WHAT’S A BRONCO by S. Omar Barker


by S. Omar Barker

They asked me “What’s a bronco!”
since they seemed to crave to know.
I kinder chawed it over,
then I fed it to ’em slow.

“A bronc,” I says, judicious,
“which is what you mean, no doubt,
Is an equine son of cyclones
with the hairy side turned out.
His soul is filled with cockleburs,
and when this inward itch
bursts forth in outward action,
he is said to buck or pitch,
Which means he comes unraveled,
paws the moon to make it spin,
and agitates his muscles
like he aimed to quit his skin.

“One jump he views his belly,
and the next he chins the stars.
Was you ever kicked by lightnin’?
That’s the way his landin’ jars.
His color may be anything
from black to flea-bit roan;
a sorrel, bay, or chestnut,
he is still the devil’s own
until he’s been unspizzled
by some hairpin on his back
with two prongs hung acrost him
and their juncture in the kack.

“A pinwill or a r’arback
or a circlin’ pioneer,
The bronc’s a welcome widow-maker
when he throws himself in gear.
Though he’s the toughest red meat
you will ever come across,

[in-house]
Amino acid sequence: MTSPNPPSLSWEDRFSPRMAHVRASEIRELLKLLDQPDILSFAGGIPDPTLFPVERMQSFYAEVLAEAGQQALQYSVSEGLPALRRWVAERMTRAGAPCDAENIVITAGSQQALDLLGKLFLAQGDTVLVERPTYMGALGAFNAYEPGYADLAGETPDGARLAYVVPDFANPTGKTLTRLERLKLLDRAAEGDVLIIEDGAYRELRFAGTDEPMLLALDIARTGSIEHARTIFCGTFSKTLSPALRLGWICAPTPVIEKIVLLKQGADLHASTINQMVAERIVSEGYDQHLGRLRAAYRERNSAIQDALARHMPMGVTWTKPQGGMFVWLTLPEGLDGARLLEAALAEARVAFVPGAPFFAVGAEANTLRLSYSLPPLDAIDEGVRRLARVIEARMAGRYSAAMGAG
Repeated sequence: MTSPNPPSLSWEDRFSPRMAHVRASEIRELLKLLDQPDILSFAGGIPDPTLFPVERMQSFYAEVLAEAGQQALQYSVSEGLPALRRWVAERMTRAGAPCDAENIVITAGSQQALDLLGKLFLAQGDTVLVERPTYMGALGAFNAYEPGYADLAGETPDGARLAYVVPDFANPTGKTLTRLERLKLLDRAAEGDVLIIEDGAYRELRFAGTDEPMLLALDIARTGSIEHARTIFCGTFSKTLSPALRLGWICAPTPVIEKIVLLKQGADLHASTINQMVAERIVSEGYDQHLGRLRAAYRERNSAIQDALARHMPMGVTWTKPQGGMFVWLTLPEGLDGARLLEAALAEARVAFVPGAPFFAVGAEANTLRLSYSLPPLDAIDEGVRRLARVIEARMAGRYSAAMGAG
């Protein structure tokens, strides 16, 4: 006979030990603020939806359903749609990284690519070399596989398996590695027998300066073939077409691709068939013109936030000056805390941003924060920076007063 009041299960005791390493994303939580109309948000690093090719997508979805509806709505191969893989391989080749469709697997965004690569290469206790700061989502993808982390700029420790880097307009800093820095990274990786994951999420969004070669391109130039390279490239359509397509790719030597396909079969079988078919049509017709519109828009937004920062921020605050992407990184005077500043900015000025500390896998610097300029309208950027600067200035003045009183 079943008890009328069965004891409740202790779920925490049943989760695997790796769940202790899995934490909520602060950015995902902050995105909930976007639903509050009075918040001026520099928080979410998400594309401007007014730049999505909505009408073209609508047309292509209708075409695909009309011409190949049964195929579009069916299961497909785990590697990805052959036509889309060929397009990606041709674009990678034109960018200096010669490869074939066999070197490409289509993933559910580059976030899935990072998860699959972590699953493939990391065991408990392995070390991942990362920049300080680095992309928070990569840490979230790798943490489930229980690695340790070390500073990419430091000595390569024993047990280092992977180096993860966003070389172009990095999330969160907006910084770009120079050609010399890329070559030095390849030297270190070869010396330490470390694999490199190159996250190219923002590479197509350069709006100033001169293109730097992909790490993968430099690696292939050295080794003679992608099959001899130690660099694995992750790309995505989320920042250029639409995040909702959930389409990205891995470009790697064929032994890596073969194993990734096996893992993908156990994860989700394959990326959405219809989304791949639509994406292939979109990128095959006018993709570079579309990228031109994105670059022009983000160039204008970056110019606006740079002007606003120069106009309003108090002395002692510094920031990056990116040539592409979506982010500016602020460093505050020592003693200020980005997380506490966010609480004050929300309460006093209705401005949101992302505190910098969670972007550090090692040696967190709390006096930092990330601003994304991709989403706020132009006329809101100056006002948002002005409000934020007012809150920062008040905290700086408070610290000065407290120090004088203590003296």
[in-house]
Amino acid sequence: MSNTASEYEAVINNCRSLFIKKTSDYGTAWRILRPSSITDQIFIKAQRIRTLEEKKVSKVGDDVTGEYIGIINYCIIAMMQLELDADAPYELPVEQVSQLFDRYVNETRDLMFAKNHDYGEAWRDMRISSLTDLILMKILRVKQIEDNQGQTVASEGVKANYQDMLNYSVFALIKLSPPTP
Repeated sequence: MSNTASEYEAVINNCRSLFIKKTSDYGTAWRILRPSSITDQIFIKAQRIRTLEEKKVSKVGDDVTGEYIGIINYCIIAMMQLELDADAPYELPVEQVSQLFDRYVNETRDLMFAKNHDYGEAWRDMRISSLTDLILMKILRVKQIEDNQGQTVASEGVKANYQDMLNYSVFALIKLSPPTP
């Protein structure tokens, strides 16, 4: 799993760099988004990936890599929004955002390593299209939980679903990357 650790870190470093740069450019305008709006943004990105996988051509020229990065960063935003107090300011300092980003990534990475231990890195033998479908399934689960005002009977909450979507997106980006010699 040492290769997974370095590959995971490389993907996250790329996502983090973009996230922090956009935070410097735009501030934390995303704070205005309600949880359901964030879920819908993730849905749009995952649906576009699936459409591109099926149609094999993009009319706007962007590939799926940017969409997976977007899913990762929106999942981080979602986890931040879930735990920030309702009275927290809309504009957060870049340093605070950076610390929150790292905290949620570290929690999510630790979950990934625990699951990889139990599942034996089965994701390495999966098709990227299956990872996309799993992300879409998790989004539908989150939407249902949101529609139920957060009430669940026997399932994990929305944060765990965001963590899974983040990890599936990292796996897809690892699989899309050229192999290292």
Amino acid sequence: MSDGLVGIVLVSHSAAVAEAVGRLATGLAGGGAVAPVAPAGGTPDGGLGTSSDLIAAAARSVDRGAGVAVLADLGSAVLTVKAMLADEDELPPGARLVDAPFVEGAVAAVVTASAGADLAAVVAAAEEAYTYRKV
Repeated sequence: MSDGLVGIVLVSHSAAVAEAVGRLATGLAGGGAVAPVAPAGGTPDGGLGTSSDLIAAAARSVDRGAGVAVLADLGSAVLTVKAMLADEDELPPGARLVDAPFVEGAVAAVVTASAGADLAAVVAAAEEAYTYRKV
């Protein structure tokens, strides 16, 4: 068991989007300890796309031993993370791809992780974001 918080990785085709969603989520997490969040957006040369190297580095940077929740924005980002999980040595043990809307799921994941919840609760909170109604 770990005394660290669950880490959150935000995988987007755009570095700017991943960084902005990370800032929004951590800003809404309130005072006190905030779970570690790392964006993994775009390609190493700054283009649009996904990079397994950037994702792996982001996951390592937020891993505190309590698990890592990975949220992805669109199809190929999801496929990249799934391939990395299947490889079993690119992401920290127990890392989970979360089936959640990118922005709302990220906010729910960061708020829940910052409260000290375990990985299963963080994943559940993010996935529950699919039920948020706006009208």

If you’re man enough to ride him,
then you’ve got yourself a hoss!”

…by S. Omar Barker, from “Rawhide Rhymes; Singing Poems of the Old West,” (1968); reprinted with the permission of the estate of S. Omar Barker

Cowboy, poet, songwriter, and yodeler Gary McMahan does a great recitation of “What’s a Bronco” on the forthcoming double CD of S. Omar Barker’s poetry from CowboyPoetry.com (April 2018).

S. Omar Barker, as described in Cowboy Miner Productions’ collection of his work, “…was born in the rugged Sangre de Cristo Mountains of northern New Mexico… a rancher, high school teacher, college professor, forest ranger, soldier, outdoorsman, and legislator…” He was one of the founders of the Western Writers of America, Inc. and many of his poems were published by Western Horseman.

Find more about S. Omar Barker at CowboyPoetry.com.

The photo above is among those you’ll find in a new book, Way Out West: Photographs from the Farm Security Administration 1936-1943, Charlie Seemann, retired Executive Director of the Western Folklife Center.


See our review here.

This 1940 photo by Russell Lee from FSA collection at The Library of Congress is titled, “Quemado, New Mexico. Bronc busting at the rodeo.” Find more about it at here.